Ian Casey's Reviews > The Erstwhile

The Erstwhile by Brian Catling
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really liked it

The Vorrh was such an oddity that I appreciate it for its sheer uniqueness. It was a weird and at times surreal fantasy novel that largely ignored any and all fantasy fiction published after the 1920s. Even though I had mixed feelings about it in its totality, it was remarkably refreshing to read something so far removed from trends or tropes (modern fantasy tropes, at least).

What then of its sequel? The Erstwhile is assuredly a 'middle book' of a trilogy in the classic sense. Some storylines continue and others start, but few end in any definitive way. This is, after all, a world with all manner of bizarre supernatural and undead beings such that I wouldn't rule out any character playing a part in the third book, mortality notwithstanding.

For it to have been such a direct continuation does substantially reduce the impact of the strange elements, which in a sense is positive. The first book constantly challenged the reader with the sheer unconventionality if its depictions of fantasy elements - both individually and collectively - but, having once absorbed these, we can now focus more easily on the second book's narrative and the deeper implications of its imagery.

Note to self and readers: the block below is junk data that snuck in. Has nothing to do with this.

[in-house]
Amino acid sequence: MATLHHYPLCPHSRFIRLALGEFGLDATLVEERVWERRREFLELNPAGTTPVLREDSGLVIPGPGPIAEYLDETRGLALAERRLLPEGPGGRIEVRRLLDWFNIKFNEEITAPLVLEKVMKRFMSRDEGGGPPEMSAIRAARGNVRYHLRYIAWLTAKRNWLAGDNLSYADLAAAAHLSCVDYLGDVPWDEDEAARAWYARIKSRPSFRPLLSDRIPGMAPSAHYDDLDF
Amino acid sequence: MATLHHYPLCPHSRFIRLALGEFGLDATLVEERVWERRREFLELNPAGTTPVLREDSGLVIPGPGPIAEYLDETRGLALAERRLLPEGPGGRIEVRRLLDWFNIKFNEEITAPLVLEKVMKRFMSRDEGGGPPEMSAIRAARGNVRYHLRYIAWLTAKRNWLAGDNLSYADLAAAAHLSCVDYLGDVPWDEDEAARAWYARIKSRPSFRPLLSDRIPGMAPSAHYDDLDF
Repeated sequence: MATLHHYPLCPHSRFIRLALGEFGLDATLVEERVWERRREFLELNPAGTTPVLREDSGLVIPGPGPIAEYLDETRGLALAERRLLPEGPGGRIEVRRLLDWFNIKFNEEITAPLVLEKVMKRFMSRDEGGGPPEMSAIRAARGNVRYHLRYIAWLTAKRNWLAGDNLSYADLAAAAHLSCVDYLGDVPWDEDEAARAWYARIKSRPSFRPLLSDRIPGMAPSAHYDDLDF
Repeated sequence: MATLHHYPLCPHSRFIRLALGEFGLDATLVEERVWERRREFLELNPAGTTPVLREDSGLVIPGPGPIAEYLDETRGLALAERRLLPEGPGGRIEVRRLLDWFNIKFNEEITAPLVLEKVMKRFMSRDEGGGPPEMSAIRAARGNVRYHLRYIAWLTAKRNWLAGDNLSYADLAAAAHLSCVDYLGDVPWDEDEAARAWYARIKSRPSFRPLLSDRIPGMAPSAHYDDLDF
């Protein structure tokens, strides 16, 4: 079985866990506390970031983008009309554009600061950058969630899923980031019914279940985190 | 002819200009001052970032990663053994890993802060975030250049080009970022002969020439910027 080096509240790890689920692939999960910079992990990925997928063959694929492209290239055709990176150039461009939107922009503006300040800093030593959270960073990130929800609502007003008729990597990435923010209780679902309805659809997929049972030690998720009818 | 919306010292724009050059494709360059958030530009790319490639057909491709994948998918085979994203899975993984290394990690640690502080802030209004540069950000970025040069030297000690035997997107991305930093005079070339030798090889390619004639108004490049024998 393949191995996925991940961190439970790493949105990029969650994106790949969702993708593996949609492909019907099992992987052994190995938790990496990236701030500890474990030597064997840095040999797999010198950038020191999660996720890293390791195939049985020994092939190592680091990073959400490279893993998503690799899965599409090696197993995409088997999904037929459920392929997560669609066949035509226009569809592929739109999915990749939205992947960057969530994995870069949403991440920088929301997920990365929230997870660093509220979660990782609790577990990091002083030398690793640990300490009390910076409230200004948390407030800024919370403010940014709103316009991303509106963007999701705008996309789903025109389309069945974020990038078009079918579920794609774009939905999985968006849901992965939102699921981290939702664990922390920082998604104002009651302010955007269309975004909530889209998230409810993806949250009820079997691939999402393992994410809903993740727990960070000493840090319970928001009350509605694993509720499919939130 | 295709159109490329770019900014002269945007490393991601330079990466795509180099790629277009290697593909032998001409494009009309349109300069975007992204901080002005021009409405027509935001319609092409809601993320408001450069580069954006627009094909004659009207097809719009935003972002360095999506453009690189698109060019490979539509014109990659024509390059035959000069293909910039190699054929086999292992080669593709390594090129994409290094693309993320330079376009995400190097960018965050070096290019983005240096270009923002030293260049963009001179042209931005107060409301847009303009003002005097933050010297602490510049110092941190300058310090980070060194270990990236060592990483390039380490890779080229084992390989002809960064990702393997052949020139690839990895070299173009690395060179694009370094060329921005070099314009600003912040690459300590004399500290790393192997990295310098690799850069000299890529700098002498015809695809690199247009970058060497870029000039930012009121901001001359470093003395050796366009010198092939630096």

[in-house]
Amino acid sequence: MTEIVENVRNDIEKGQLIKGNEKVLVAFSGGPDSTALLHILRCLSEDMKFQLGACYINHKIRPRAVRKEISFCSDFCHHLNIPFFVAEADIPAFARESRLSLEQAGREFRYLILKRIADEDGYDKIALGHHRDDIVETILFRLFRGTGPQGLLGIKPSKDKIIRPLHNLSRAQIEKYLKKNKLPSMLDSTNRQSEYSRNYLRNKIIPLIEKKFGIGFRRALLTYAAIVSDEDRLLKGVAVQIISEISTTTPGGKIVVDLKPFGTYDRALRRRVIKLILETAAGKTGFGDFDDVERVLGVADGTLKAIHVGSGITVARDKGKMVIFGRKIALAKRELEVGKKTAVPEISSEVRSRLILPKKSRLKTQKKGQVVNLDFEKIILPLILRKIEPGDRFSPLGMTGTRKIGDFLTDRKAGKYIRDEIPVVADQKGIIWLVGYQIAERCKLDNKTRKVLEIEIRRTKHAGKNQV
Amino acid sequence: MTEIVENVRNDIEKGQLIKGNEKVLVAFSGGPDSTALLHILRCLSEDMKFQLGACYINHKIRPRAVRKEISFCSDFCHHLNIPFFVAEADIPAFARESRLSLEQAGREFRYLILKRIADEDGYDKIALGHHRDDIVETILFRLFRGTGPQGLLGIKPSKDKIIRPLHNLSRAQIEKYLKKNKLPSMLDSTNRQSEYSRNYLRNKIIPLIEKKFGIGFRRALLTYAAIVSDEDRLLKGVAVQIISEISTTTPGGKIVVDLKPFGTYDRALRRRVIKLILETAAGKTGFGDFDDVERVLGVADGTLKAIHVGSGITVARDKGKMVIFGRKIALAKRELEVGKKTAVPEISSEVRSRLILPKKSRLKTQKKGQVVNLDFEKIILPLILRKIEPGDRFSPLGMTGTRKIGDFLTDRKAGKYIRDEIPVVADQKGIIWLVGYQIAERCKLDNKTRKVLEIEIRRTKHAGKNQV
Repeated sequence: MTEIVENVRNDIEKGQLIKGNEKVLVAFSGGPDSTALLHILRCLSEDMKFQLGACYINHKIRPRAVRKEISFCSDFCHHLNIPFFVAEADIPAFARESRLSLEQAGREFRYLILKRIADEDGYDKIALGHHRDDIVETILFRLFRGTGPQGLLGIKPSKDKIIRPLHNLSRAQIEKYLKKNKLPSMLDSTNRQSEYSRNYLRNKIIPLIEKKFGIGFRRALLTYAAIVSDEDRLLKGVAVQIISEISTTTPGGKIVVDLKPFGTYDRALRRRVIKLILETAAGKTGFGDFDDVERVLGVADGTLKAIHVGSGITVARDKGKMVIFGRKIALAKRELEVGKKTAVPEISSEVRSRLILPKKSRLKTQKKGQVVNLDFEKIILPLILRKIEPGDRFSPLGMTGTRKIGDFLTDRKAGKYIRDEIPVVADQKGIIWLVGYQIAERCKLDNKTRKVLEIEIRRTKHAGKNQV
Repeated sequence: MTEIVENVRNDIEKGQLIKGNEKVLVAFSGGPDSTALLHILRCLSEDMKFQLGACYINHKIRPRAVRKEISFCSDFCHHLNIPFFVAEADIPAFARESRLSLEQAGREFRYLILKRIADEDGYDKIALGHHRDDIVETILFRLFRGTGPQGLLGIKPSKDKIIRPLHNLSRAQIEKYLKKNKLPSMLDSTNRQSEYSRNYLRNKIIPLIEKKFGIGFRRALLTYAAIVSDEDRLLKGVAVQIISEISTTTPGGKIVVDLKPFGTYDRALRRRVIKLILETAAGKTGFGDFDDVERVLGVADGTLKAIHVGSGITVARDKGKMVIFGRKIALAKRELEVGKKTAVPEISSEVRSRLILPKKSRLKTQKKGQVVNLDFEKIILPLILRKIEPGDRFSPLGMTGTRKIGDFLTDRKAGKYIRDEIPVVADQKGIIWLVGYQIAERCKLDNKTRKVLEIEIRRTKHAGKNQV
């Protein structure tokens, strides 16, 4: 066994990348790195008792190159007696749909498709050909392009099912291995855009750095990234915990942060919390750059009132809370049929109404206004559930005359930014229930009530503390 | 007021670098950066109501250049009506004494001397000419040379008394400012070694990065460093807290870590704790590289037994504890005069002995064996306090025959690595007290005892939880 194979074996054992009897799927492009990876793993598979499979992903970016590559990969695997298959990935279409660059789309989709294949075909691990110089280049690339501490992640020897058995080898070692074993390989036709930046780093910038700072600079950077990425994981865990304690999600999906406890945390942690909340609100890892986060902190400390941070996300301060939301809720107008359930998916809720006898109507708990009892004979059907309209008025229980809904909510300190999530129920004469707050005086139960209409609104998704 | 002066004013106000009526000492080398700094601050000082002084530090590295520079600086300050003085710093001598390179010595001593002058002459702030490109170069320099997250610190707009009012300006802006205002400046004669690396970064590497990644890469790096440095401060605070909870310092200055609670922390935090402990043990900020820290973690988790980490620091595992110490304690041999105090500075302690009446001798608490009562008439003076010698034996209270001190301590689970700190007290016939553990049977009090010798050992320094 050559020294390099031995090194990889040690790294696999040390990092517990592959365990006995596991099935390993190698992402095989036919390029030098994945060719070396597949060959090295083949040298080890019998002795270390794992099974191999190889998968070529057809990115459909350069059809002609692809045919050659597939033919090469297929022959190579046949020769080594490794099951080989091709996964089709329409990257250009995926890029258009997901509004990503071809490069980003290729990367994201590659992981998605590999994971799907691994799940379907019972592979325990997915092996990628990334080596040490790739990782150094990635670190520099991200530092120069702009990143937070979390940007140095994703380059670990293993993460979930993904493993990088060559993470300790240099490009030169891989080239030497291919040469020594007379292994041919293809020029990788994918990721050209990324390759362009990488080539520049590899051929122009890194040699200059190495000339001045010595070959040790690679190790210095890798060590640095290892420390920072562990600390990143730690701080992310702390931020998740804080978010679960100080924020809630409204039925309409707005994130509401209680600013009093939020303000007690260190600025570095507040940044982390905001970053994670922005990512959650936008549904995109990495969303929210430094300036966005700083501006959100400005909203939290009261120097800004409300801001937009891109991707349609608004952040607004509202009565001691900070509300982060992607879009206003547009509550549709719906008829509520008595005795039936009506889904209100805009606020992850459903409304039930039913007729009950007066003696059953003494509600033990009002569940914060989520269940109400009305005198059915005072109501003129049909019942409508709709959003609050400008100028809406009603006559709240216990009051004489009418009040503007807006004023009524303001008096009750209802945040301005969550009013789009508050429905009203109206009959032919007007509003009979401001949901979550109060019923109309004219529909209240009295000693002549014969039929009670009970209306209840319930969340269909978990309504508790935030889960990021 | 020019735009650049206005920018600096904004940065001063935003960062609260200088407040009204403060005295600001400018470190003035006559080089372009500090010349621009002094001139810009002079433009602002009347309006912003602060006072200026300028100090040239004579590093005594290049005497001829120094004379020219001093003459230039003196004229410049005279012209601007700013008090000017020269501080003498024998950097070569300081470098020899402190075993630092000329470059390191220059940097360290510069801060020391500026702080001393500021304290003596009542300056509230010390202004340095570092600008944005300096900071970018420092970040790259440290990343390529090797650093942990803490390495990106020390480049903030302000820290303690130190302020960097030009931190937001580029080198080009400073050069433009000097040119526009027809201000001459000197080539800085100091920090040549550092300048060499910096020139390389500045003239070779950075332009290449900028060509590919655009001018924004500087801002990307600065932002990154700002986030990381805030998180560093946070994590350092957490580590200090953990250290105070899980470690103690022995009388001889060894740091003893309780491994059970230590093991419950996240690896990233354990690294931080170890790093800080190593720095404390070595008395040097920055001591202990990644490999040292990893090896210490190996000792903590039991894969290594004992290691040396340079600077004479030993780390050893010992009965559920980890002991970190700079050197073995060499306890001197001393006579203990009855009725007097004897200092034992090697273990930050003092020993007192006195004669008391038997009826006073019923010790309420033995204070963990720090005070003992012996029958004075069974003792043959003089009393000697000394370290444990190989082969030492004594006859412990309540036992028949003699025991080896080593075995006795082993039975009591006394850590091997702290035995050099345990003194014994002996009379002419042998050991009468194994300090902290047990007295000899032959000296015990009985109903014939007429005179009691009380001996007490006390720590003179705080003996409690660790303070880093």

Once again we have loosely connected concurrent storylines occurring on separate continents. The core focus remains on the fictional German colonial city of Essenwald and its relationship to the giant magical forest that is the Vorrh. On the other hand, we have the adventures of a retired professor from Germany on a mission to England to discover more about the enigmatic and angelic titular beings of the novel.

As before, Catling integrates aspects of real historical events and personages. Exactly why would be a good topic for discussion and interpretation. Certainly it adds character and authenticity but he often seems to have something more in mind. This time we have a mid 1920s setting which makes use of the traumas of the first great war and the background bubbling of an embryonic Nazi menace emerging from the perspective of Jewish characters.

We also have some rather involved references to William Blake, both the man and his artworks. Much as occurred with the Vorrh, the book's cover art is from a painting discussed in the book. This time it's a stylised sample of Blake's 'Nebuchadnezzar', painted around the turn of the 18th to 19th century.

But for all of this, is it any good? Yes, I think so. It's a complex work that raises more questions than it answers - an acceptable trait both in weird fiction and in middle books - and is also readable on a superficial level. I definitely think it's worthwhile for readers who in any way appreciated The Vorrh.
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Reading Progress

March 4, 2017 – Shelved
March 4, 2017 – Shelved as: to-read
August 5, 2017 – Started Reading
August 10, 2017 – Finished Reading

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